Physics of decision processes
Emeritus of Physics, University of Firenze, Firenze, Italy
2 INO-CNR, Largo E. Fermi-6, 50125 Firenze, Firenze, Italy
* e-mail: email@example.com
Accepted: 23 December 2018
Published online: 1 February 2019
We provide evidence that information processing in linguistic elaboration entails an uncertainty relation and entangled states, without having to strictly rely on quantum processes. Thus far, reported evidences of quantum effects in human brain processes lack a plausible framework, since either no assignment of an appropriate quantum constant had been associated, or speculating on microscopic processes dependent on Planck’s constant resulted in unrealistic de-coherence times. In the human brain formulation of linguistic processes, a word coded as a neuron spike sequence is compared with a previous word retrieved via the short term memory; comparison yields a judgment. Synchronization of the finite neuron spike sequences (SFSS), coding the two words, is the way two brain regions compare their content and extract the most suitable sequence. It consists of an inverse Bayes procedure. In SFSS, an uncertainty relation emerges between the bit size of a word and its duration. This uncertainty affects the task of synchronizing spike trains of different duration representing different words, entailing the occurrence of entangled sequences (ES). ES justifies the inverse Bayes inference that connects different words in a linguistic task. ES decays after a finite de-coherence time. The behavior here exhibited provides an explanation for the previously reported evidences of quantum effects in decision processes.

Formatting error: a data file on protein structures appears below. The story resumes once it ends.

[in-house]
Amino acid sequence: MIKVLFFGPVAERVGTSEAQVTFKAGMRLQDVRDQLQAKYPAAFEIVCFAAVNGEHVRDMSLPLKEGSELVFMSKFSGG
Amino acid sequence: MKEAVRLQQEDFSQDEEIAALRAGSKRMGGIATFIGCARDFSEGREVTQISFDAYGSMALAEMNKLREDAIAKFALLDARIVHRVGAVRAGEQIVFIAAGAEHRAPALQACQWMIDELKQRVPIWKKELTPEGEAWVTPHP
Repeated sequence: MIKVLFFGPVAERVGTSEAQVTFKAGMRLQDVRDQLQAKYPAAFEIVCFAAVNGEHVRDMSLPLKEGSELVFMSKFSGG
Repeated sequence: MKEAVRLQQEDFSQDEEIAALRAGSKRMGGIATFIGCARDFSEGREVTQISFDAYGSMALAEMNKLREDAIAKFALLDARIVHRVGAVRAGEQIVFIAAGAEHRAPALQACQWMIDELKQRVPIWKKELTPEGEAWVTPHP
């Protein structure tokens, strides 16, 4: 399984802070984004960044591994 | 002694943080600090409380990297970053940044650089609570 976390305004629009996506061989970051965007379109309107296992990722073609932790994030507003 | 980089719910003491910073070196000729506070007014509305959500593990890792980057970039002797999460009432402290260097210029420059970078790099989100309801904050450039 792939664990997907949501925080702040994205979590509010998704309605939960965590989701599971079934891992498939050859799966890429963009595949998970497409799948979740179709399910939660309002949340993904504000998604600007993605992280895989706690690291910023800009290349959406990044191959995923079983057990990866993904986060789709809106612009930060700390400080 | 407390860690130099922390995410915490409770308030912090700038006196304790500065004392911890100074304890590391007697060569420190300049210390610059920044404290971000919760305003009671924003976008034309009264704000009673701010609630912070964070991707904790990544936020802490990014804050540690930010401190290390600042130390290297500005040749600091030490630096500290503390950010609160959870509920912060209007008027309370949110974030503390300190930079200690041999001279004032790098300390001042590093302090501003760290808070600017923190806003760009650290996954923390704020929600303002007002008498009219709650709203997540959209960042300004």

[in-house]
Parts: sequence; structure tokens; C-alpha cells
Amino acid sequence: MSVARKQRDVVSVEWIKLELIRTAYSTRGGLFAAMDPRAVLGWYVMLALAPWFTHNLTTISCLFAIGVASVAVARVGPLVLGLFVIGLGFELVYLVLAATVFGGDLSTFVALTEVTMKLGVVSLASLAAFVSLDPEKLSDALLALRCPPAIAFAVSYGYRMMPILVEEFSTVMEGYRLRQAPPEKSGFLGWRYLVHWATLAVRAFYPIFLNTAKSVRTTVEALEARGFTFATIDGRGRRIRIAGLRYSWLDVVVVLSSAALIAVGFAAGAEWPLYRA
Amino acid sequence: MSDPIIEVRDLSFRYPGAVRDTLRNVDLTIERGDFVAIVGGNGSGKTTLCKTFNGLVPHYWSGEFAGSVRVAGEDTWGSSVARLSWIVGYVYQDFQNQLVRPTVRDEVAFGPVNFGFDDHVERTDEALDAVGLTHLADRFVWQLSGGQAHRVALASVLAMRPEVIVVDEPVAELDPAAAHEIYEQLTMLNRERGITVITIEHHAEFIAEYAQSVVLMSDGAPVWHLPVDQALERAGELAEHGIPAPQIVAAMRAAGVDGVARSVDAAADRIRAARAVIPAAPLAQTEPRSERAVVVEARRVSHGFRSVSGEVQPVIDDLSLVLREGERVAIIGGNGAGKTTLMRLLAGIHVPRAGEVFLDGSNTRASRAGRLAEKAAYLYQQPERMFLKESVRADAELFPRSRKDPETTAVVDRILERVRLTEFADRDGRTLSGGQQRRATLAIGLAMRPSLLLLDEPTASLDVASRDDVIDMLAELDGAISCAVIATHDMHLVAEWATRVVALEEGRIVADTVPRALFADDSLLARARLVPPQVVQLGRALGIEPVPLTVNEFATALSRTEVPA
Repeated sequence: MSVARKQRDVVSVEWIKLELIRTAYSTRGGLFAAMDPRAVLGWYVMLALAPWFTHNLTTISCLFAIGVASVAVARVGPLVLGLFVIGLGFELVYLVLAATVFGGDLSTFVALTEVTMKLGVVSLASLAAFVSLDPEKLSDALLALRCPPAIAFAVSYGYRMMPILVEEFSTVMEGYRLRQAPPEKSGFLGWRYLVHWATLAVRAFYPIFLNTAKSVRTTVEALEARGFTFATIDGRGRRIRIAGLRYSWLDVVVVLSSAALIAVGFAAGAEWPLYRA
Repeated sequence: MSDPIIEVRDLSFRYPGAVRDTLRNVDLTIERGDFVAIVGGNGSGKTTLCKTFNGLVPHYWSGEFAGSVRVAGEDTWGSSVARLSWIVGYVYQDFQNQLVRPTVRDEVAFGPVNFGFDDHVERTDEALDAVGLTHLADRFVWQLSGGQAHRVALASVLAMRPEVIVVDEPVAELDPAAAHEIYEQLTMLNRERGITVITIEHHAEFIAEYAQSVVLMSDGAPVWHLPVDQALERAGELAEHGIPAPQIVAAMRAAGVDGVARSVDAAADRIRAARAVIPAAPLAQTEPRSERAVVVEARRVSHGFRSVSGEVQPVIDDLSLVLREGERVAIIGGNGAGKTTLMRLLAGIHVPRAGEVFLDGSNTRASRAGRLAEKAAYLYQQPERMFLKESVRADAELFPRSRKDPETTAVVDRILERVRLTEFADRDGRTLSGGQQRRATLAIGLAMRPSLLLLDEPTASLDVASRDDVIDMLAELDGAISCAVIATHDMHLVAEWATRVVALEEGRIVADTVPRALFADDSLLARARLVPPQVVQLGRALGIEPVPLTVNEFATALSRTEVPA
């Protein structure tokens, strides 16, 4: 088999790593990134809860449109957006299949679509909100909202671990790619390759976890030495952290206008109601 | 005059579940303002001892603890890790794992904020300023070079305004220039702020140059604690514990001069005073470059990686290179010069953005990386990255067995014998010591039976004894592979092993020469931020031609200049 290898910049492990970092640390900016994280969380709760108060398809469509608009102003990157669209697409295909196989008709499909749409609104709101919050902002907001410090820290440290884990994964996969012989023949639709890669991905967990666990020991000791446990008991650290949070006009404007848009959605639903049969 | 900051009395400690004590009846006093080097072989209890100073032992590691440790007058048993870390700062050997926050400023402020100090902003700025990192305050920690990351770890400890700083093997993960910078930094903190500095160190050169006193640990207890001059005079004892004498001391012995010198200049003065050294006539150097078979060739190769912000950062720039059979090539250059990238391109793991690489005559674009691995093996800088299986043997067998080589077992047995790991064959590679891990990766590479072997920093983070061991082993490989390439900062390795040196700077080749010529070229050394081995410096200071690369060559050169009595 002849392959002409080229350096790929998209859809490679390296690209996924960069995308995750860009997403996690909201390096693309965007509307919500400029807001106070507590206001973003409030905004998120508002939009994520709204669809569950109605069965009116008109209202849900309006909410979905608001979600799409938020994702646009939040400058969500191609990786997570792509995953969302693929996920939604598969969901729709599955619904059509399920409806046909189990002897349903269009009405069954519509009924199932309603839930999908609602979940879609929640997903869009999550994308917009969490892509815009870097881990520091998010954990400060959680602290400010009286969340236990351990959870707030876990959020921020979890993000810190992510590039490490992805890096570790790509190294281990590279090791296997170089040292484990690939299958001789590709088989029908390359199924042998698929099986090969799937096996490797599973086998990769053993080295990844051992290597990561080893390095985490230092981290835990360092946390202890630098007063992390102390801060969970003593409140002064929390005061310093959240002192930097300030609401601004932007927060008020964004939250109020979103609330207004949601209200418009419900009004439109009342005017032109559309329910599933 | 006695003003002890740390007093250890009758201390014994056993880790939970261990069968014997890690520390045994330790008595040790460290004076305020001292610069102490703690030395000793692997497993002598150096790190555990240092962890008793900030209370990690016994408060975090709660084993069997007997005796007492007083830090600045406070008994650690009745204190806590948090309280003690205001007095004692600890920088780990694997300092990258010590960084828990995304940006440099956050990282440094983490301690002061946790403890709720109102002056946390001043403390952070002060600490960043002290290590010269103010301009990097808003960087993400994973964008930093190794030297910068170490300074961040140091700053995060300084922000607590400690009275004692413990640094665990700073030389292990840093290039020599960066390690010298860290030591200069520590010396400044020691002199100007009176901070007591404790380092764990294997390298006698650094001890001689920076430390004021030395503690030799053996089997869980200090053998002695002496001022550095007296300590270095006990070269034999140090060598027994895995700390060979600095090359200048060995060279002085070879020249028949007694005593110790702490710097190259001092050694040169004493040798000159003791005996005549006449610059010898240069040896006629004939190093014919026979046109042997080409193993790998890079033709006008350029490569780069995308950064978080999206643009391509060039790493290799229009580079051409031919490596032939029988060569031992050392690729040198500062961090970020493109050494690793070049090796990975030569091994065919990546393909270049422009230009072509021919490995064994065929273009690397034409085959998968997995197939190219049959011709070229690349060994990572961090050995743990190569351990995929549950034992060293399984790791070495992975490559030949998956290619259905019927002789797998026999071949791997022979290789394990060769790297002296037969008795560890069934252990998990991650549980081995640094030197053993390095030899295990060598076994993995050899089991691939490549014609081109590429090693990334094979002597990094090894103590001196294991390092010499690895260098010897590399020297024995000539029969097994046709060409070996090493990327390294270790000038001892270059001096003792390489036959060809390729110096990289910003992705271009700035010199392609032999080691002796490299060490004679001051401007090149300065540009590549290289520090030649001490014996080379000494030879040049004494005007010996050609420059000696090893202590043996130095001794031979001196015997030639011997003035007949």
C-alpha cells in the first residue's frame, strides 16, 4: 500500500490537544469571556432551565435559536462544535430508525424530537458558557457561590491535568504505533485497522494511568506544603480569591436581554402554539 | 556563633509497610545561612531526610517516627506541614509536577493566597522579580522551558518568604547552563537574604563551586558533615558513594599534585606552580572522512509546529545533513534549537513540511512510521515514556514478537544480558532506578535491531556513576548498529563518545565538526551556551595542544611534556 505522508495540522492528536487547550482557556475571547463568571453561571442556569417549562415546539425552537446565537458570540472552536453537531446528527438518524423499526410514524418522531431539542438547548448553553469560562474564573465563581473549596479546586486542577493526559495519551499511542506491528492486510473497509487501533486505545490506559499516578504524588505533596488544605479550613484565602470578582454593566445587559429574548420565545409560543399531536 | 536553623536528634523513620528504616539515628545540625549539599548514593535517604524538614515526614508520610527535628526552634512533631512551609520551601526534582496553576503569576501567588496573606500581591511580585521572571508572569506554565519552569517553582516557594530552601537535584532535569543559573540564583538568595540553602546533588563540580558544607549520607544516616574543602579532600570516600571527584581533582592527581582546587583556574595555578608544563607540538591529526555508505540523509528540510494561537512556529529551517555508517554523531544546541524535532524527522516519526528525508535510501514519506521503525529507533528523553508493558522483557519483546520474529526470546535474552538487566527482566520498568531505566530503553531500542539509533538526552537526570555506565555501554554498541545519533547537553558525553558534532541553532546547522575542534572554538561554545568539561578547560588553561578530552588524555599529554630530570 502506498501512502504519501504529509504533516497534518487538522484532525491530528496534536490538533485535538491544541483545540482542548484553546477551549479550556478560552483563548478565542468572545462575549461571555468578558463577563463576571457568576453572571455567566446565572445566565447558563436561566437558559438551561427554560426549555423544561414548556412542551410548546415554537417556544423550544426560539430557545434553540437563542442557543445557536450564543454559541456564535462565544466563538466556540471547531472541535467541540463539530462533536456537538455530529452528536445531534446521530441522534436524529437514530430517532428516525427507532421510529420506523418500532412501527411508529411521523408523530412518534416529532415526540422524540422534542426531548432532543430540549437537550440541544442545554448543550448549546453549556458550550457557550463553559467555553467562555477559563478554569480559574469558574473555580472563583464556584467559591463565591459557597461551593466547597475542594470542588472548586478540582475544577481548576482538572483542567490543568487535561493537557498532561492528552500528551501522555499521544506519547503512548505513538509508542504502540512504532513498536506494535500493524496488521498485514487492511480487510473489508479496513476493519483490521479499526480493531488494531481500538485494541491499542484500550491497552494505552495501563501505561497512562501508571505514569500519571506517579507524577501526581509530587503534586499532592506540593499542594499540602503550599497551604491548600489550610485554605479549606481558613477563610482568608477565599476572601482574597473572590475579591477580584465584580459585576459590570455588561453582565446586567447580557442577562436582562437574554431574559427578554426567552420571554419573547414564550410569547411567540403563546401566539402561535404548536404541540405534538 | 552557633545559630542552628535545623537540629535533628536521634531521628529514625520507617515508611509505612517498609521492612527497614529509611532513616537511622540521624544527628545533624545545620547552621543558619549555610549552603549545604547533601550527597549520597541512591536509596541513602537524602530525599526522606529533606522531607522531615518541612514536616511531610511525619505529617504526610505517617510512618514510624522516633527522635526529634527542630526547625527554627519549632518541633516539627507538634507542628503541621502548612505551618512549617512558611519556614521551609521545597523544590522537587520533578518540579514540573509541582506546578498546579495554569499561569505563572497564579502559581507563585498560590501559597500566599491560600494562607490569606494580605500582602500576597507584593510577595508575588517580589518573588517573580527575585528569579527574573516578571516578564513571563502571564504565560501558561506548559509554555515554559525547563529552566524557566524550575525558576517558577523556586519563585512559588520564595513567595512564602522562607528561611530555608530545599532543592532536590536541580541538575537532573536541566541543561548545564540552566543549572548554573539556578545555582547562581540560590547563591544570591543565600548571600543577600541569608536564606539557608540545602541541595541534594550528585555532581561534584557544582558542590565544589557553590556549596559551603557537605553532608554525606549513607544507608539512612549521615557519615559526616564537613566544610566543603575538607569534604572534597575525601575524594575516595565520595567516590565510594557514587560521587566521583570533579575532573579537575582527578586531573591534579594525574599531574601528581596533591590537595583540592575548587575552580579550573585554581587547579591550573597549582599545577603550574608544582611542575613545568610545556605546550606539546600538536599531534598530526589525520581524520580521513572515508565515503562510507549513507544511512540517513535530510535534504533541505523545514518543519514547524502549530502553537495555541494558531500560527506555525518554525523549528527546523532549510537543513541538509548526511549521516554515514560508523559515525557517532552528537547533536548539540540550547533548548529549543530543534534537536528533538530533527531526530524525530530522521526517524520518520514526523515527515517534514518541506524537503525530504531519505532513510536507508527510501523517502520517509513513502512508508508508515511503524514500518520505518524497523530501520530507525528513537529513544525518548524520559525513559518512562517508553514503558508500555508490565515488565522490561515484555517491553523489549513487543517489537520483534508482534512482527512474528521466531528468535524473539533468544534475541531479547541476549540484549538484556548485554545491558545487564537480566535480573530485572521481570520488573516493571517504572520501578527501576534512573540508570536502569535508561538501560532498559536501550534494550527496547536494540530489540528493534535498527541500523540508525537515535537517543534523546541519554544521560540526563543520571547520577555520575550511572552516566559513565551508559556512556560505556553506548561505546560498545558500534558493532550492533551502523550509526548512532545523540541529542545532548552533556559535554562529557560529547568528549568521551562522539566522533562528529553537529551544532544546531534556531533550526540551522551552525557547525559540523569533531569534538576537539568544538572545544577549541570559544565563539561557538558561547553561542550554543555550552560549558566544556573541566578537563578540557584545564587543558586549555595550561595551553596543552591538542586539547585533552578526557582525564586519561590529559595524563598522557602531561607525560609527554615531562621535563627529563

© Società Italiana di Fisica and Springer-Verlag GmbH Germany, part of Springer Nature, 2019